By 6am I was able to go back to my tukul and have coffee and pack the very last of my things. I was ready to leave on every possible level. I still needed to to carry my radio because it was how the radio room would reach me to let me know when the truck would take me to the airstrip. As luck would have it, I was called by the in-patient department (IPD). They had a 32 week pregnant patient admitted for GI bleeding and now she was bleeding vaginally and they wanted me to come and assess her. I called the national staff midwife and asked him to meet me in IPD with the ultrasound. I arrived at the patients bedside and while I waited for the ultrasound to arrive, I checked the patients labs. I noticed her hemoglobin was 5 and her platelets were 7! These labs were from the previous afternoon! I asked the nurse if anyone had pointed out these abnormal (life-threatening!) labs to the MD or anyone! They said they didn’t know – this was not my staff so I was unsure how this department ran. I called the MD on the radio and asked him to come.
In the meantime, I did the ultrasound and saw that all was well with the baby. There was no abruption of the placenta or any other reason for bleeding that I could see. I performed a vaginal exam and her cervix was closed and felt normal for 32 weeks gestation. Her vaginal bleeding was minimal but given the circumstances, we still needed to find out why she had bloody diarrhea, bloody nose and now vaginal bleeding. Hemotology is not my area of expertise and I was relying on the MD to figure that part out while I came up with a treatment plan for the patient from the obstetrical end in the last couple of hours I had before departure.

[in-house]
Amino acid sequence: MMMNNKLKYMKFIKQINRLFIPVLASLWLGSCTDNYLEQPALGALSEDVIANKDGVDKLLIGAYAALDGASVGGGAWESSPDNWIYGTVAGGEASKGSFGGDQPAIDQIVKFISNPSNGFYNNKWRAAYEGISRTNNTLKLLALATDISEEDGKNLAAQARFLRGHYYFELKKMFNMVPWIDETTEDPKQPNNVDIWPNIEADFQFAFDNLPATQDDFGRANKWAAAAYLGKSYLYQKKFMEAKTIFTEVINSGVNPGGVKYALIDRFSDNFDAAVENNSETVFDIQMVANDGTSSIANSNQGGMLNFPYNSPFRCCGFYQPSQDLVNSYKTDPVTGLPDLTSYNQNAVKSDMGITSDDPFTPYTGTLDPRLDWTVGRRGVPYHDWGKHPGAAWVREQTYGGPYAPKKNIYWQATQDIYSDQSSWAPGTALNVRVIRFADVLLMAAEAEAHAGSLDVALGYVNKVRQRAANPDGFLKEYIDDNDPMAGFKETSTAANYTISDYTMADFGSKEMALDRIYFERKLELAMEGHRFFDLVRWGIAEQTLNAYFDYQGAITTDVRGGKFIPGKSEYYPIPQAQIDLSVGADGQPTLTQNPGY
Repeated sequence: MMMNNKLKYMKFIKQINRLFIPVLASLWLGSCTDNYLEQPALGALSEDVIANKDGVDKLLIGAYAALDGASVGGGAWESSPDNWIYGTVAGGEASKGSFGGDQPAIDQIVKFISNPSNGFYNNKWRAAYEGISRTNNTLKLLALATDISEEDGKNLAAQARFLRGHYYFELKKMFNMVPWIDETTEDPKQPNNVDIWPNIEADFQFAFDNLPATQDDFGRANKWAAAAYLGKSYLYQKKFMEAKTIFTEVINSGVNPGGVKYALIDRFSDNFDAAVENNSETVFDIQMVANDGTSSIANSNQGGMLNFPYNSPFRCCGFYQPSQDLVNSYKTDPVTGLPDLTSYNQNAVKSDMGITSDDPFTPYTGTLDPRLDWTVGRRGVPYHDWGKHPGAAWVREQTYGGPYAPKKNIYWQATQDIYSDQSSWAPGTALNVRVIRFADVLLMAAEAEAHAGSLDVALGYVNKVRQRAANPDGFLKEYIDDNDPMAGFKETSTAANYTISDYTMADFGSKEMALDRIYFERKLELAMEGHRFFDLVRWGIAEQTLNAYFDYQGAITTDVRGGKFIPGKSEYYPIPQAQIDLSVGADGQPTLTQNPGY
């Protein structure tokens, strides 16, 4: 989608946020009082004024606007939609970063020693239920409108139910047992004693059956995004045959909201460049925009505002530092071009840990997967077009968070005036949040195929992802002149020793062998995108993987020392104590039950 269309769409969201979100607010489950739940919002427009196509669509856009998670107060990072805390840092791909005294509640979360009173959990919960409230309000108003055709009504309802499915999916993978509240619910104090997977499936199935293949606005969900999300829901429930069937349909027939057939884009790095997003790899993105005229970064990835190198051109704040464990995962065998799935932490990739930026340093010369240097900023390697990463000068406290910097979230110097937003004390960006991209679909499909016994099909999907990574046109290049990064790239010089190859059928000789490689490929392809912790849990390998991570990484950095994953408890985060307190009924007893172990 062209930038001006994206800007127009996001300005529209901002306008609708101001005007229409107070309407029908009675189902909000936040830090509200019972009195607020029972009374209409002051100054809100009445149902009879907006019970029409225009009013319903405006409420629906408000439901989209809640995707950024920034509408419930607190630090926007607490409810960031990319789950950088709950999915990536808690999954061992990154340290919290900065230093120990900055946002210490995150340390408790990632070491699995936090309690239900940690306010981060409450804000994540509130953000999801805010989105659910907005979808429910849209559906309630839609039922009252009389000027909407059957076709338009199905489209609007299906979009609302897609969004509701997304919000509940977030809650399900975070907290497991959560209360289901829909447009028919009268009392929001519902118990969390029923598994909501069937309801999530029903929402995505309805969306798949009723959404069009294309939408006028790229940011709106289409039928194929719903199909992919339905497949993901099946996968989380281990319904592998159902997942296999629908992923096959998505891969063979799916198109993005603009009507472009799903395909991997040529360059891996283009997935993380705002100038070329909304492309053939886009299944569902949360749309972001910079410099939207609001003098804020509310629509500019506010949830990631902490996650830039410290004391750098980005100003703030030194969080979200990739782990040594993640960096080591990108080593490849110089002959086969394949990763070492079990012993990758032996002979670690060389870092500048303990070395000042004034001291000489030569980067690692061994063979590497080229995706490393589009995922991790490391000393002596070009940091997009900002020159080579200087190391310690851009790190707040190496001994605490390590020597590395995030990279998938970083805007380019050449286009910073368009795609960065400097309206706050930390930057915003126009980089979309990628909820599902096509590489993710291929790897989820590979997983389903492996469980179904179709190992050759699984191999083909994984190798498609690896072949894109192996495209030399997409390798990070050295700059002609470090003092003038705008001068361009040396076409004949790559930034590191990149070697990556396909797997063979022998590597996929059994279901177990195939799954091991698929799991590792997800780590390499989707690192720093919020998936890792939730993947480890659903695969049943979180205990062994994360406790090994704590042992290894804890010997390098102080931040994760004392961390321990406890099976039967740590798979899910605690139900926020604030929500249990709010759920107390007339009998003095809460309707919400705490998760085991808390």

After looking over the labs and looking at the big picture, it was agreed that the patient probably had disseminated intravascular coagulation (DIC). DIC is a rare and serious condition that disrupts blood flow. It is a blood clotting disorder that can turn into uncontrollable bleeding. First, DIC creates many small blood clots that keeps blood from traveling through the body. When this happens, the blood is not able to bring oxygen and nutrients to the brain, heart and other organs. Then, having used up the proteins and platelets that make the blood clot, DIC causes uncontrollable internal and/or external bleeding. It is not exclusive to pregnancy, anyone can get DIC and although not common in pregnancy, it is a leading cause of maternal mortality.